I was lucky enough to be there in spring, and as interesting as the observatory was, it was hard to focus on it due to the explosion of colour nearby. Fields of flowers lined the walking paths, carved out with convenient photo spots that were in regular use as I wandered past. It was genuinely stunning, so if you’re there at the right time of year, be sure to take advantage.

Old stone observatory tower, surrounded by a small fence and wide walking path, with trees and a flower bed in the foreground.
Cheomseongdae observatory, with just a few of the thousands of spring flowers nearby

While the observatory is the most well-known historic site in the park, it’s far from the only one. To be honest, it wasn’t even the one I enjoyed the most. For that, keep following the paths south and west towards Woljeong Bridge; you can either skirt around the edge of the woodland or (better idea) wander through it instead. It’s only a small patch of forest, so it’s basically impossible to get lost, and surprisingly tranquil.

Like many of the attractions in Gyeongju, the original version of the bridge dates back to the Silla dynasty. It’s been fully reconstructed since then, and it’s lovely to wander across, take photos, and admire the views up and down the river.

Be sure to head up to the top level as well; there’s a small gallery up there, complete with Korean comic strips about a famous Buddhist monk, and a kiosk where you can take a selfie and edit it to make yourself look like…well, something. A Silla warrior, perhaps, although it’s kinda hard to tell.

View along the length of a long wooden bridge, with red pillars and green painted beams that are helping to support a second level above. Hills are visible in the distance.
Looking down the length of the delightful Woljeong Bridge

As you were crossing the bridge, you likely noticed a series of stepping stones a little further down the river off to your right. That’s the best way to get back to the other side; it has great views back towards the bridge, and flat rocks where you can stand and take photos while letting other people get past. Just watch your footing if the rocks are wet; they’re not particularly slippery, but you could still fall in if you tried hard enough.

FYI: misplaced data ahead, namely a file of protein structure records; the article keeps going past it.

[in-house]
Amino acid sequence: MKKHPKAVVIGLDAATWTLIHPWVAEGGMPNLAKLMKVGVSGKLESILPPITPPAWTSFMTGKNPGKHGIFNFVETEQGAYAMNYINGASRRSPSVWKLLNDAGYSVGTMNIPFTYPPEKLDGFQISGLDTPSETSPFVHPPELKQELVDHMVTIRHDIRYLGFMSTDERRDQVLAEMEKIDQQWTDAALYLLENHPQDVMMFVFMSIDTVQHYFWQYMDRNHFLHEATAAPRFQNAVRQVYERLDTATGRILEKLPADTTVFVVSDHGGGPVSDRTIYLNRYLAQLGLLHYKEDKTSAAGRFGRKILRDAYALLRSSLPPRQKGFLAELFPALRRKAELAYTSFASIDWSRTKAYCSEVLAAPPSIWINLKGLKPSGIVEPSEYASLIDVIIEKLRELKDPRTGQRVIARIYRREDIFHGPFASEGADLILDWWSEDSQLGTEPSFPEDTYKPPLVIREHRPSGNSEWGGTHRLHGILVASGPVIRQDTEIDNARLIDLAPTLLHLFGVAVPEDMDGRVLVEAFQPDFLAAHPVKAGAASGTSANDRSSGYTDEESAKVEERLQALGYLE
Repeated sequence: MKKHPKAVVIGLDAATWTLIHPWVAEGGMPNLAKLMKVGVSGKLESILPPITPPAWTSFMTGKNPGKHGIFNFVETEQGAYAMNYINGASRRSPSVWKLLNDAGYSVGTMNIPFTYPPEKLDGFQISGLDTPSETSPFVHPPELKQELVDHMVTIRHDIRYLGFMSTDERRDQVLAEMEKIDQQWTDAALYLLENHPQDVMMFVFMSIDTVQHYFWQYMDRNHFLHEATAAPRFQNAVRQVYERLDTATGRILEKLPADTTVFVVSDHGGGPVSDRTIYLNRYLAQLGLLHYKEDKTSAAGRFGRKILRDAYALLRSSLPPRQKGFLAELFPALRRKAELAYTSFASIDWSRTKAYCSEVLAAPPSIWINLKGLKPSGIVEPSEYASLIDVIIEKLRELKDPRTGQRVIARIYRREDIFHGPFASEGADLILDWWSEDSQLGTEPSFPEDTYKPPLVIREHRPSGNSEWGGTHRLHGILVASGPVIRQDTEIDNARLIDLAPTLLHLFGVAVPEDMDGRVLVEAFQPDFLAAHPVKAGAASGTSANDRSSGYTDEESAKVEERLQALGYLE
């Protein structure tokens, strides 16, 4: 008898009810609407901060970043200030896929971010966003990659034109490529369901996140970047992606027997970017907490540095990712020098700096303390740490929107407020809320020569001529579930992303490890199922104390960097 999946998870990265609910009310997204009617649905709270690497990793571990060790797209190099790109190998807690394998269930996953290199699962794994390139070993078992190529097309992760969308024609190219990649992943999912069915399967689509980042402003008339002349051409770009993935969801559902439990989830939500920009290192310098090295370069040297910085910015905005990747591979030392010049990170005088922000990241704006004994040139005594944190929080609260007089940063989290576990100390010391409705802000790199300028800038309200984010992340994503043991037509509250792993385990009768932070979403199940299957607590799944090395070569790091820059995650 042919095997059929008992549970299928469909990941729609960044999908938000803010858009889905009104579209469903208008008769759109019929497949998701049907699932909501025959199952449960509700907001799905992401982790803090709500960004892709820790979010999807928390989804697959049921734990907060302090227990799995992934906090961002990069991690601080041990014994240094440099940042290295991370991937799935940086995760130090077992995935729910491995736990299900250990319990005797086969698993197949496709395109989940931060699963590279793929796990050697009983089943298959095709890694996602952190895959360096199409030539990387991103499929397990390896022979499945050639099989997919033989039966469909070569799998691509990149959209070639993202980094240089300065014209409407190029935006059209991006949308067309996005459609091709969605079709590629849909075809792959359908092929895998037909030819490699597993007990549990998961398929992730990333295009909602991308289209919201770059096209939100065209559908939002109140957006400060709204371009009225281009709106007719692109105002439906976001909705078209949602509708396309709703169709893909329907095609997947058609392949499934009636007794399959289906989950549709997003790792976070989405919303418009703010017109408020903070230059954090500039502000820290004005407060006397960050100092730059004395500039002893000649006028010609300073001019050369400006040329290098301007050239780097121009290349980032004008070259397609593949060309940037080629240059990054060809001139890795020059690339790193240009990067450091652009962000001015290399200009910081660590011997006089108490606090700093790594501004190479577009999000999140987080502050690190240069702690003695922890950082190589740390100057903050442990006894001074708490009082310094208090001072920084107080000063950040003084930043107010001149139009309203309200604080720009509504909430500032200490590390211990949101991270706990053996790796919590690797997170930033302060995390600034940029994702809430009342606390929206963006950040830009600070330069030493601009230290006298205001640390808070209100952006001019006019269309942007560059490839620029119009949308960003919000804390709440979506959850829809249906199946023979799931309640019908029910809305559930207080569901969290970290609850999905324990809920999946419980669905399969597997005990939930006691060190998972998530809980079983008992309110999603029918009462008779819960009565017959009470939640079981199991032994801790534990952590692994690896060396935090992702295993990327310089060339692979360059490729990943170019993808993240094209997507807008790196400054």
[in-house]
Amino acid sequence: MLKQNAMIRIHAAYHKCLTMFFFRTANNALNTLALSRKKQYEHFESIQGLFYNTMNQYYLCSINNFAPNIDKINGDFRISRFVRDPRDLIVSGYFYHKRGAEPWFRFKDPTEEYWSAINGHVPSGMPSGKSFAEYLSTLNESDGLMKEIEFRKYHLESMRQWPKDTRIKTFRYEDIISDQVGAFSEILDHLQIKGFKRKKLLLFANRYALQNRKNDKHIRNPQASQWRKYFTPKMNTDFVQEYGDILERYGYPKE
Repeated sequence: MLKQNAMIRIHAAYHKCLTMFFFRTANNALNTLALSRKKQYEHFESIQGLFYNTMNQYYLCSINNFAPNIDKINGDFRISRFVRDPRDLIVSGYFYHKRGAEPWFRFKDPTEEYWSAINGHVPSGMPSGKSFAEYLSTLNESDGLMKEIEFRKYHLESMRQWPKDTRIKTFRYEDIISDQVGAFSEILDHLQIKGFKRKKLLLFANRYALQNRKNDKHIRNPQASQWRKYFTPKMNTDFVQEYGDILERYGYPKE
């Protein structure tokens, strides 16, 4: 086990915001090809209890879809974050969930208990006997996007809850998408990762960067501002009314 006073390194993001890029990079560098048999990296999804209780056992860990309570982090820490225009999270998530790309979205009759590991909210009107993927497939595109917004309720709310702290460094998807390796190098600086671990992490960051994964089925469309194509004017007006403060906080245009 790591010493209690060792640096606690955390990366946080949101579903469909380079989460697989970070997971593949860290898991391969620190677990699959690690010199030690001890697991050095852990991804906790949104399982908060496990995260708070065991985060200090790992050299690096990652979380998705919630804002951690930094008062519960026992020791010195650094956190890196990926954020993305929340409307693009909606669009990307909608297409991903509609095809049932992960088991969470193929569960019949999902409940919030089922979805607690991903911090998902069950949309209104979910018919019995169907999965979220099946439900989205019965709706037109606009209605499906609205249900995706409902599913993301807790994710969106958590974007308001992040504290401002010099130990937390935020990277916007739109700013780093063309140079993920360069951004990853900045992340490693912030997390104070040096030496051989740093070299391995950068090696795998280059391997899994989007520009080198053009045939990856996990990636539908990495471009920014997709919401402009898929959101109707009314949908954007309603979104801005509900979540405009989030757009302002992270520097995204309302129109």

The bridge is lit up at night, so if you happen to be in the area after sunset, it’s worth stopping past again for a different view.

For now, though, you’re very close to the entrance of the Gyochon traditional village. It’s a popular spot, with renovated hanok-style houses that people still live in to this day, and an almost equal number of cafes, restaurants, and places renting hanbok (traditional Korean dress) by the hour for photo opportunities.

It’s a relatively large area, so even if it’s crowded near the main entrance and food area, it’s not hard to find a quieter spot elsewhere. While many of the buildings are private residences, you can go inside a few of them for a better idea of how people used to live. Give yourself plenty of time to wander around here; it’s best explored at a leisurely pace.

Two wooden houses in a traditional Korean style, sitting on tiled stone platforms around a courtyard.
Two of the many ornate buildings in Gyochon traditional village

Once you’re done, exit on the eastern side near the woodland you passed by (or through) earlier, and take a stroll back through the park on some of the smaller paths. I really liked this area; if you head towards the Wolseong site, you can walk up a dirt track on (very) small hill just to the north and get a nice overview from the top.

This was once the main royal palace of the Silla rulers, but there’s almost nothing left above ground now. Extensive archaeological work continues to find artefacts at the site, many of which end up in the nearby Gyeongju National Museum. This impressive free museum is devoted entirely to Silla history: if you’ve got the energy to explore today, give yourself at least a couple of hours inside, otherwise walk on past.

Once you’re done, cross the road to another of Gyeongju’s famous attractions, Donggung Palace and Wolji Lake. You may have seen photos of this lit up at night; if the sun is going down by the time you get there, by all means wait around until dark. I think it’s equally lovely during the day, though, and there are far fewer people around. I went in the early evening, an hour or so before sunset, and the light on the buildings and pond was perfect.

The grounds are smaller than you might expect, and as with many historic sites in South Korea, the buildings are replicas of those that once stood here; the originals are long gone. Give yourself an hour or so to walk around the lake. The side closest to town is flat and manicured, while the other side of the lake has a more natural setting, with a dirt trail through the trees and benches to sit and admire the view.

Donggung Palace and Wolji pond in Gyeongju. A small lake with no ripples on the surface, reflecting trees on the bank and historic-looking Korean buildings in the background.
A peaceful scene at Wolji Lake